Roselle may be used raw, dried or juiced. The fruit's tart flavor requires a sweetener of some kind, and it is successfully used like a cranberry in recipes for jam, jelly, chutney and even wine.
Barrel Cactus Fruit
The fruit of the Barrel cactus is best prepared in sweet applications, since its natural tartness lends itself well to a hint of sugar. Cook the fruit down with agave syrup to make a jam, jelly or a sweet and sour chutney.
Inventory, lb : 0
Tapioca leaves are long and slender, extending from the apex of the woody stems of the Tapioca plant. These palm-like leaves grow up to 20cm long and are splayed out from a central point on the branch. They typically have 5 to 7 lobes that each contain a light green-yellow central vein that runs from the stem down the length of each leaf. It is best to consume Tapioca leaves when they are young and tender, as older leaves can be tough and fibrous. Tapioca leaves have a mild, bland flavor, similar to spinach.
Fresh Tapioca leaves are available year-round.
The Tapioca plant is botanically classified as Manihot esculenta and is also commonly known as Cassava or Yuca (not "yucca", which is a different plant). Tapioca is a highly adaptable plant that produces high yields of edible roots and leaves. However, raw Tapioca leaves contain high amounts of hydrocyanic acid, which is TOXIC. To remove the toxins, Tapioca leaves MUST BE COOKED, and should be boiled in two changes of water until soft.
Tapioca leaves are rich in beta-carotene, calcium and phosphorus. They are a good protein source, and 7oz of Tapioca leaves can provide around 0.24oz of protein - as much as an average egg weighing around 1.9oz. Tapioca leaves are also high in fiber, amino acids and vitamins A and C.
Tapioca leaves MUST BE COOKED as raw leaves are TOXIC. They must first be double-boiled at least 15 minutes in total in order to effectively remove harmful glucosides, which release deadly hydrocyanic acid. Once processed, they are most commonly used in soups and stews with coconut milk. Tapioca leaves have a mild flavour profile and are often paired with garlic, chilli, onions, anchovies or dried shrimp. Tapioca leaves can also be used in salads and vegetable rolls. Young Tapioca Leaves are preferred as they are more tender, but older leaves can be pounded or ground using a motar and pestle to break them down for cooking. Tapioca leaves can even be processed, along with the roots, into tapioca flour, which is commonly used for industrially-produced, ready-to-eat snacks. Tapioca leaves can be chopped then frozen or dried for later use.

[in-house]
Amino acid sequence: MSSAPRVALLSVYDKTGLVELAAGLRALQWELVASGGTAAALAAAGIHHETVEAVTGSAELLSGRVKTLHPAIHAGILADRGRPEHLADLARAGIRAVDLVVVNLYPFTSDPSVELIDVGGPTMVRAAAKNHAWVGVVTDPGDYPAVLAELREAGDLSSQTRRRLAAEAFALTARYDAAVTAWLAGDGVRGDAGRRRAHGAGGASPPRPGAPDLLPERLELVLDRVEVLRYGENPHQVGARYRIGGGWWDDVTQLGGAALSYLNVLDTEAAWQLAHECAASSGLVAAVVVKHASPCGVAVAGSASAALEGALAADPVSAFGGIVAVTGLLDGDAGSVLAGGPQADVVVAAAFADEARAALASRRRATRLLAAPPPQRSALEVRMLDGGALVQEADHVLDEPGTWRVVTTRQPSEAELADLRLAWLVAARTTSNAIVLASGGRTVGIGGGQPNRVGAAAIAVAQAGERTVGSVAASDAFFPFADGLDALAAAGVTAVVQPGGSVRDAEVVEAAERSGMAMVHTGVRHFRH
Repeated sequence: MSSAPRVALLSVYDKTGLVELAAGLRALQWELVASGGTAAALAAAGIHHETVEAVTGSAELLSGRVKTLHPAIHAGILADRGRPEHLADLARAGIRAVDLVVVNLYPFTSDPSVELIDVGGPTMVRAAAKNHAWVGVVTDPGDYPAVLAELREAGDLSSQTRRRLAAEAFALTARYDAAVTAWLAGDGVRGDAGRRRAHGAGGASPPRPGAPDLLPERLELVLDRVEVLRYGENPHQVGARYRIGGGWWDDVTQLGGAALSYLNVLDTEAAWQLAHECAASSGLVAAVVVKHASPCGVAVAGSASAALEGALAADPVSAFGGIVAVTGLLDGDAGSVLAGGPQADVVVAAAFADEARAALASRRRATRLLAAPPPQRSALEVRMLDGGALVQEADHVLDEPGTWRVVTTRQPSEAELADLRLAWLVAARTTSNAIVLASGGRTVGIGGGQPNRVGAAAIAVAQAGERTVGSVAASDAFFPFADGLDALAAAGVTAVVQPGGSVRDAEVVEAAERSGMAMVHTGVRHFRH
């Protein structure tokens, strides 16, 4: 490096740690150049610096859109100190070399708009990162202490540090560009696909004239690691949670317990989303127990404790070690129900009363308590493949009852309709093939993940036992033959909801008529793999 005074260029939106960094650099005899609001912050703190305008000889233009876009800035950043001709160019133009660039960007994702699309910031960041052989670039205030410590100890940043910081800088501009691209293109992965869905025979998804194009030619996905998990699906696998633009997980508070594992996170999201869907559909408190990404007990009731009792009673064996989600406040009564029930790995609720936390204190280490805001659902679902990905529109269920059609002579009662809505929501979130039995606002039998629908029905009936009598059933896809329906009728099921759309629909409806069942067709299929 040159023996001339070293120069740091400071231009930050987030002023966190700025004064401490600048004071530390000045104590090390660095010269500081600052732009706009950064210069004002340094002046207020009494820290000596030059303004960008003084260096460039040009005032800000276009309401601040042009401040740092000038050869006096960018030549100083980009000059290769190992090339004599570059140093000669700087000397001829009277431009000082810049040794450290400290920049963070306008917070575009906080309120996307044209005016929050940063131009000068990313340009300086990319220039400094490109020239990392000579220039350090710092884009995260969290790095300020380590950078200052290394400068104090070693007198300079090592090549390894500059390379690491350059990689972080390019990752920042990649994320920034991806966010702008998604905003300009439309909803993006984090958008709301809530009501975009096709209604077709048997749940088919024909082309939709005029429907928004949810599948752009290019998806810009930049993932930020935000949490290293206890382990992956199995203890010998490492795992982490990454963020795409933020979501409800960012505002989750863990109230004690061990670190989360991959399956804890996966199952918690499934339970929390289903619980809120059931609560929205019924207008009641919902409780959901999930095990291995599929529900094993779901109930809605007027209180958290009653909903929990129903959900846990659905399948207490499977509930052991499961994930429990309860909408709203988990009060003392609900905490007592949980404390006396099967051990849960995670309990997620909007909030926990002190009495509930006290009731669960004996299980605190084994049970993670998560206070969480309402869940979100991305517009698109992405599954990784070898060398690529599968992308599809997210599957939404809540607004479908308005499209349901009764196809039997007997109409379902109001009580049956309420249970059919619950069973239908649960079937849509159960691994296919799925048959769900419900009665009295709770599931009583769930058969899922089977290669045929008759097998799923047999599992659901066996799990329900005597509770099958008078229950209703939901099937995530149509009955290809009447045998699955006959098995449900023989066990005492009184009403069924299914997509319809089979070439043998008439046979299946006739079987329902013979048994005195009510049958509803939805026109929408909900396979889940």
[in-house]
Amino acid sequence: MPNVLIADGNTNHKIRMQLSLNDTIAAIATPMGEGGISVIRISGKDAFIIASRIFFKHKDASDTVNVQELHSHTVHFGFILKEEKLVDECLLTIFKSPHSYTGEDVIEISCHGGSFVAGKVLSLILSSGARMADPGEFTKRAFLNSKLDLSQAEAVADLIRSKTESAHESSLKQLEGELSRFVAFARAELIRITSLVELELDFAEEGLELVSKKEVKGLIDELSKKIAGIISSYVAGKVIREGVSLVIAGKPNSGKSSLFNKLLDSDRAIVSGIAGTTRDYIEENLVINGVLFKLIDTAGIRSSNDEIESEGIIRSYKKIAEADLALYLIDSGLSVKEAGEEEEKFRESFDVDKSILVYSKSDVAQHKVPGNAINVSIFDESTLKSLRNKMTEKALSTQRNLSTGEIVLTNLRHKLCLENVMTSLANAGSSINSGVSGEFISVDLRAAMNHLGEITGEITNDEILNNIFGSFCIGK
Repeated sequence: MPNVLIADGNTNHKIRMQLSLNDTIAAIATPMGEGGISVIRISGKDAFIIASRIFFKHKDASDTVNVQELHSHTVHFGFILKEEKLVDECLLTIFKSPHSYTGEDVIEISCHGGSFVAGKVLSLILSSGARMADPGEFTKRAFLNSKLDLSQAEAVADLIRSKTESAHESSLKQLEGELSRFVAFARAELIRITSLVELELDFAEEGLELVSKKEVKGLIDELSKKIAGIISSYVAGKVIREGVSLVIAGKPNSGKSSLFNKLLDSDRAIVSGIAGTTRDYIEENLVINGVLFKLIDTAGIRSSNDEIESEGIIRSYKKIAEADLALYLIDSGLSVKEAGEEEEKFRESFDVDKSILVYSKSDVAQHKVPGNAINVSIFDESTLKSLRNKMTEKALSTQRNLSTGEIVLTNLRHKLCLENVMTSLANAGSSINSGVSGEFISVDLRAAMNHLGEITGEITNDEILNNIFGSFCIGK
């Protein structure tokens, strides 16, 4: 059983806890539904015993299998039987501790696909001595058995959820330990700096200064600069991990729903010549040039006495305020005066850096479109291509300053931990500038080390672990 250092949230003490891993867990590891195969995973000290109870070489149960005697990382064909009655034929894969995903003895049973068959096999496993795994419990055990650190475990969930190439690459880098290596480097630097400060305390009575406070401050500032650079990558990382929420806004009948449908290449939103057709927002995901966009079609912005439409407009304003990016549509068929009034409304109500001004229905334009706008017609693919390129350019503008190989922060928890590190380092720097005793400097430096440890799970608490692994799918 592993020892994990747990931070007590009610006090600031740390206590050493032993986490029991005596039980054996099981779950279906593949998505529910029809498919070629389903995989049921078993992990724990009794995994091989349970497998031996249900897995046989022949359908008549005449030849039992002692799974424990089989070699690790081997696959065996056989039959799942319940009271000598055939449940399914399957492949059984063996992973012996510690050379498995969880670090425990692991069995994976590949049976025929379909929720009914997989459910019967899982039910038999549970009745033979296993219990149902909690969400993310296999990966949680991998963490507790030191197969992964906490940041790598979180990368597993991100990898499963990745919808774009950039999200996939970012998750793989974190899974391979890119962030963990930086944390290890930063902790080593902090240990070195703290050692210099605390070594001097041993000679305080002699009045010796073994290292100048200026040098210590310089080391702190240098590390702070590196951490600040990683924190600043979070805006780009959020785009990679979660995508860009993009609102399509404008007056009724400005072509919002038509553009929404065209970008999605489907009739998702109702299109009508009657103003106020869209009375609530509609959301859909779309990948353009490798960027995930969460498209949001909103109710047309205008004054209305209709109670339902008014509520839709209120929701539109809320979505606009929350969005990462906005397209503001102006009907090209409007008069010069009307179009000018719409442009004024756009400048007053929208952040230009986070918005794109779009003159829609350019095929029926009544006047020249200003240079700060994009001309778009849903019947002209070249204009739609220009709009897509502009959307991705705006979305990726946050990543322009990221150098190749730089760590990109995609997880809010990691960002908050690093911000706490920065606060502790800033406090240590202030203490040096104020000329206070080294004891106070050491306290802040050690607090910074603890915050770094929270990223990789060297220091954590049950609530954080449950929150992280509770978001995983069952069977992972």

In Africa and South America, crushed Tapioca leaves are used in traditional medicine to help stop bleeding, as well as to treat diarrhea and fevers. The Tapioca plant has so many uses in Guyana that the Guyanese say that the Tapioca plant has a spirit and thus is a people of its own. When one sees the leaves of the Tapioca plant waving in the wind, it is those people waving to their human kin. Tapioca leaves are a staple in Indonesian cooking and in the rural Philippines, where they are treated like other cooking greens that stand up to boiling and braising.
Tapioca is an ancient root crop that’s estimated to have been domesticated around 5,000 to 7,000 BCE in the Amazon region. It is believed to be native to South America, with wild populations originating in Brazil, and is eaten throughout the tropics. Tapioca is a high-yield crop that flourishes in the poorest of soil conditions, and thrives in warm, tropical climates. Today, Tapioca is found in 40 countries, with half the world’s population of Tapioca coming from Africa, where it was introduced by Portuguese traders in the 16th century. Tapioca is now a vital staple crop in developing countries, thanks to its ability to grow in poor soil conditions and its high-calorie content as a root vegetable. It is also commonly used as animal feed.
Recipes that include Tapioca Leaves. One is easiest, three is harder.